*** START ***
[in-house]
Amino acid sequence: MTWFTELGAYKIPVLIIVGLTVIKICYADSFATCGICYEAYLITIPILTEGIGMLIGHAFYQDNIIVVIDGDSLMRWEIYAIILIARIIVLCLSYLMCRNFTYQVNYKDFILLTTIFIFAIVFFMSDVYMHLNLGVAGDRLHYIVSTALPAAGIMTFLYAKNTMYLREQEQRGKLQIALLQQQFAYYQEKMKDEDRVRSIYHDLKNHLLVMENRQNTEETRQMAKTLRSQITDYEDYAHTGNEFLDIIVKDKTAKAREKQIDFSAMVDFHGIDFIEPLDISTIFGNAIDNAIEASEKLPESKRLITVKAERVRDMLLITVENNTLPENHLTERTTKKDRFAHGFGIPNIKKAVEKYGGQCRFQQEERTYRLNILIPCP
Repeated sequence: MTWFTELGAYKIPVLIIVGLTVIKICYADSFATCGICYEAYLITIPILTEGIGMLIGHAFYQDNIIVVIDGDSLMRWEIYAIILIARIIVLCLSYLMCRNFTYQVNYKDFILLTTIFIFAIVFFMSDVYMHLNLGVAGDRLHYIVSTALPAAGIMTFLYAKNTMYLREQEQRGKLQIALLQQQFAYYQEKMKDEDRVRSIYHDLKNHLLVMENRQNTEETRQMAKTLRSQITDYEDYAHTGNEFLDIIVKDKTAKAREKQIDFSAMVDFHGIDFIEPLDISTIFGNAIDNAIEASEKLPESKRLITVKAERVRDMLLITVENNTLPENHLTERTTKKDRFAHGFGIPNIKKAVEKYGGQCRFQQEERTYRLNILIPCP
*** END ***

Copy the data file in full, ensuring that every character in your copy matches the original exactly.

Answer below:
[in-house]
Amino acid sequence: MTWFTELGAYKIPVLIIVGLTVIKICYADSFATCGICYEAYLITIPILTEGIGMLIGHAFYQDNIIVVIDGDSLMRWEIYAIILIARIIVLCLSYLMCRNFTYQVNYKDFILLTTIFIFAIVFFMSDVYMHLNLGVAGDRLHYIVSTALPAAGIMTFLYAKNTMYLREQEQRGKLQIALLQQQFAYYQEKMKDEDRVRSIYHDLKNHLLVMENRQNTEETRQMAKTLRSQITDYEDYAHTGNEFLDIIVKDKTAKAREKQIDFSAMVDFHGIDFIEPLDISTIFGNAIDNAIEASEKLPESKRLITVKAERVRDMLLITVENNTLPENHLTERTTKKDRFAHGFGIPNIKKAVEKYGGQCRFQQEERTYRLNILIPCP
Repeated sequence: MTWFTELGAYKIPVLIIVGLTVIKICYADSFATCGICYEAYLITIPILTEGIGMLIGHAFYQDNIIVVIDGDSLMRWEIYAIILIARIIVLCLSYLMCRNFTYQVNYKDFILLTTIFIFAIVFFMSDVYMHLNLGVAGDRLHYIVSTALPAAGIMTFLYAKNTMYLREQEQRGKLQIALLQQQFAYYQEKMKDEDRVRSIYHDLKNHLLVMENRQNTEETRQMAKTLRSQITDYEDYAHTGNEFLDIIVKDKTAKAREKQIDFSAMVDFHGIDFIEPLDISTIFGNAIDNAIEASEKLPESKRLITVKAERVRDMLLITVENNTLPENHLTERTTKKDRFAHGFGIPNIKKAVEKYGGQCRFQQEERTYRLNILIPCP